When a new toll road goes up, many drivers look for an alternate route. But what do you do when the alternate route puts up a slew of stop lights and lowers the speed limit, making your trip that much longer?
That’s what drivers who travel in the area of Commerce City, CO, are saying city officials did. The drivers claim the city intentionally slowed down a stretch of road passing through their town that happens to run parallel to a toll road that was constructed several years ago.
Reuters reported that, when the toll road opened on state highway E-470 near Commerce City, CO, about 10 years ago, the speed limit on nearby Tower Road was inexplicably lowered from 55 mph to 40 mph. Traffic lights were also installed at three intersections.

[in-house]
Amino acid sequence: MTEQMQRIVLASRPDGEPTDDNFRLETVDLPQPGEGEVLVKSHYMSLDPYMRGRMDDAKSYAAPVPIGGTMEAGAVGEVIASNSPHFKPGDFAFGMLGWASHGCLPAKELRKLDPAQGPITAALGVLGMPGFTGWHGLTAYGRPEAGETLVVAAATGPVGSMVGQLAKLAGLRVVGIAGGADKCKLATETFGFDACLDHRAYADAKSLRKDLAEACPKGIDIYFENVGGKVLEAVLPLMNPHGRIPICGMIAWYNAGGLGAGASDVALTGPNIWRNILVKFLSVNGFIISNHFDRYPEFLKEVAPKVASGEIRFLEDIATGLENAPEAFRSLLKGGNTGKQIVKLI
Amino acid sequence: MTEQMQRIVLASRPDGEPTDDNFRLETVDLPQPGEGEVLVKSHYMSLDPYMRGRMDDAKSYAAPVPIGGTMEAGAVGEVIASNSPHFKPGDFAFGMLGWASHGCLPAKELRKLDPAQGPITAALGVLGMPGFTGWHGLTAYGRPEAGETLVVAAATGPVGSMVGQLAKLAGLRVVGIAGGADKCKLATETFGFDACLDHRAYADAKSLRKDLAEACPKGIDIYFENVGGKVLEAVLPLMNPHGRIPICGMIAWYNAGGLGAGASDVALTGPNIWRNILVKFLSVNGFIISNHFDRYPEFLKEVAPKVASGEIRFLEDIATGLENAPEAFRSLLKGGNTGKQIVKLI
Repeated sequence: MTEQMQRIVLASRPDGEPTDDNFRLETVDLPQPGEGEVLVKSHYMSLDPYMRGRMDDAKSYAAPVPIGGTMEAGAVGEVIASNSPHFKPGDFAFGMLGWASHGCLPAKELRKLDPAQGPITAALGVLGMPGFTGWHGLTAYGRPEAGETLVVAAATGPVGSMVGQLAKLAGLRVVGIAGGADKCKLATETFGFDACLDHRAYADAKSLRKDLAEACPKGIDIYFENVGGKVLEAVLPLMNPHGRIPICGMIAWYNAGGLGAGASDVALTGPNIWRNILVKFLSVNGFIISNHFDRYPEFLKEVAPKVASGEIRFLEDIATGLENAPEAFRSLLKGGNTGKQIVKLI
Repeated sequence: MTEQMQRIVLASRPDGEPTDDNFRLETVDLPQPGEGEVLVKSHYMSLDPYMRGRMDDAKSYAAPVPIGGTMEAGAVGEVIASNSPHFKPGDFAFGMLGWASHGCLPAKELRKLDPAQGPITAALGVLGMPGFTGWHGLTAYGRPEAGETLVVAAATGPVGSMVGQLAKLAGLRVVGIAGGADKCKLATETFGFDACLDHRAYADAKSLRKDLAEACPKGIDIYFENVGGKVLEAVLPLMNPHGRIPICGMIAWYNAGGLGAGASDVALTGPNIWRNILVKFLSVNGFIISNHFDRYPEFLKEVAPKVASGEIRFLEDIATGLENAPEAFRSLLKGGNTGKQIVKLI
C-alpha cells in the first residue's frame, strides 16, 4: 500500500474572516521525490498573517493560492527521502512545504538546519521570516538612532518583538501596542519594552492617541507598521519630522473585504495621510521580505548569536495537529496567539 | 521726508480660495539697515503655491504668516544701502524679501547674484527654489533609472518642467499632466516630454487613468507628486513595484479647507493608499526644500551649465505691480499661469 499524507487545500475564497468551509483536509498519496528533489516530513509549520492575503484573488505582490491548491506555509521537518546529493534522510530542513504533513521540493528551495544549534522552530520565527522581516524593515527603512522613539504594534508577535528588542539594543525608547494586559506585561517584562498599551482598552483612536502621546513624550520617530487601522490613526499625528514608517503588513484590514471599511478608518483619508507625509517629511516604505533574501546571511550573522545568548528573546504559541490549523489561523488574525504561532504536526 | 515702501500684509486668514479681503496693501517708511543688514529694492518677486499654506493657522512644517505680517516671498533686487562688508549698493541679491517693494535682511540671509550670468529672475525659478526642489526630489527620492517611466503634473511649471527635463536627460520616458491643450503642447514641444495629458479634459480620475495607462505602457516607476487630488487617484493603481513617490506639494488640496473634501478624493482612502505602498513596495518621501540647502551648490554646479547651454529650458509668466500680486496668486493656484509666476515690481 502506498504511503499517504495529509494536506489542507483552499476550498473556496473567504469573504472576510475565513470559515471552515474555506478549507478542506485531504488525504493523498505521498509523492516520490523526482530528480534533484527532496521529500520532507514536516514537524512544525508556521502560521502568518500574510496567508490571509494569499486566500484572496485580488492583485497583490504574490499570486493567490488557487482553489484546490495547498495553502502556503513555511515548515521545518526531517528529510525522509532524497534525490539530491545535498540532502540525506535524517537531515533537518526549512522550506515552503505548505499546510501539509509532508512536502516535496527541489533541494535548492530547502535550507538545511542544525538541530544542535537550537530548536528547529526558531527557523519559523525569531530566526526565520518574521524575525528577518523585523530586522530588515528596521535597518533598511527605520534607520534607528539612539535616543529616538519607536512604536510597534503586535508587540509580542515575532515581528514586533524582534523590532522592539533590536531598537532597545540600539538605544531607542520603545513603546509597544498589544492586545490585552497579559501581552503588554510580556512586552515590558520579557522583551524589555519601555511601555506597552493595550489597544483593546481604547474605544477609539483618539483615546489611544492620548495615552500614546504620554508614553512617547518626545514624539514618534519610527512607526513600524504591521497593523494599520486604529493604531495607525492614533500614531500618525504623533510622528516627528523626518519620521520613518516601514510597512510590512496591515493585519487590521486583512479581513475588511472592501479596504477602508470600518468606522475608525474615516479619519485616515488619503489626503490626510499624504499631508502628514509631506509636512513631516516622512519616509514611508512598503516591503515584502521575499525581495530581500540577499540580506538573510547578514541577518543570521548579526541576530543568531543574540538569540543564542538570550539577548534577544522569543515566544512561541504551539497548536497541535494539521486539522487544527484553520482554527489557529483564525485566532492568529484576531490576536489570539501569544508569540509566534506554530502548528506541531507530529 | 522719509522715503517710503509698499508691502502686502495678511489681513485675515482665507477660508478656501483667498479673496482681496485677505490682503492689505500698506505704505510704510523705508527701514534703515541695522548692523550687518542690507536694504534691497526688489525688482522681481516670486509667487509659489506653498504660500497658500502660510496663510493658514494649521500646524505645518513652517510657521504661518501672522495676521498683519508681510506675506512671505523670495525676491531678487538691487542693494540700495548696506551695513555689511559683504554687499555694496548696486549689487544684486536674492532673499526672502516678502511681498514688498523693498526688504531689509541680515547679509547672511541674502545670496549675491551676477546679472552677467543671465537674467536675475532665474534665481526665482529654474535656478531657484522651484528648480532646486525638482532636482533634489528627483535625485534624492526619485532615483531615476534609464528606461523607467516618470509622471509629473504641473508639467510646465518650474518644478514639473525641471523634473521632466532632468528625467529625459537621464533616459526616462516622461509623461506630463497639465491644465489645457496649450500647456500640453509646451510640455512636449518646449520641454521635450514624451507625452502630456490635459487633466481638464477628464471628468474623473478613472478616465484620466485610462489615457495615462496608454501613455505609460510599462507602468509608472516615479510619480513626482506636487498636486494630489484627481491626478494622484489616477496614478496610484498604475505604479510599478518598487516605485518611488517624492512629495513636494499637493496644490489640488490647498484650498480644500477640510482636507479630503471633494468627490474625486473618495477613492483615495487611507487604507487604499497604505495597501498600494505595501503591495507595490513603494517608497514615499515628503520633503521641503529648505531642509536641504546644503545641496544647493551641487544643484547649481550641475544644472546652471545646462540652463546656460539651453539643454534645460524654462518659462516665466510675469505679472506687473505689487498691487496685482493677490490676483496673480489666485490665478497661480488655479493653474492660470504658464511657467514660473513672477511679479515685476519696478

New evidence suggests the changes were made as part of a non-compete agreement that town officials made with Colorado’s toll road authority. Critics charge that Tower Road was intentionally slowed down to encourage more traffic on the toll road.
Non-compete agreements are often executed to prevent state and local governments from building additional free lanes once a toll road is built.
Karen Hedlund, a partner at Nossaman, Guthner, Knox & Elliott LLP – a law firm that specializes in land use cases, corporate transactions and public policy law – told Reuters that an intentional slowdown of a nearby road is not something that is typically included in a non-compete agreement.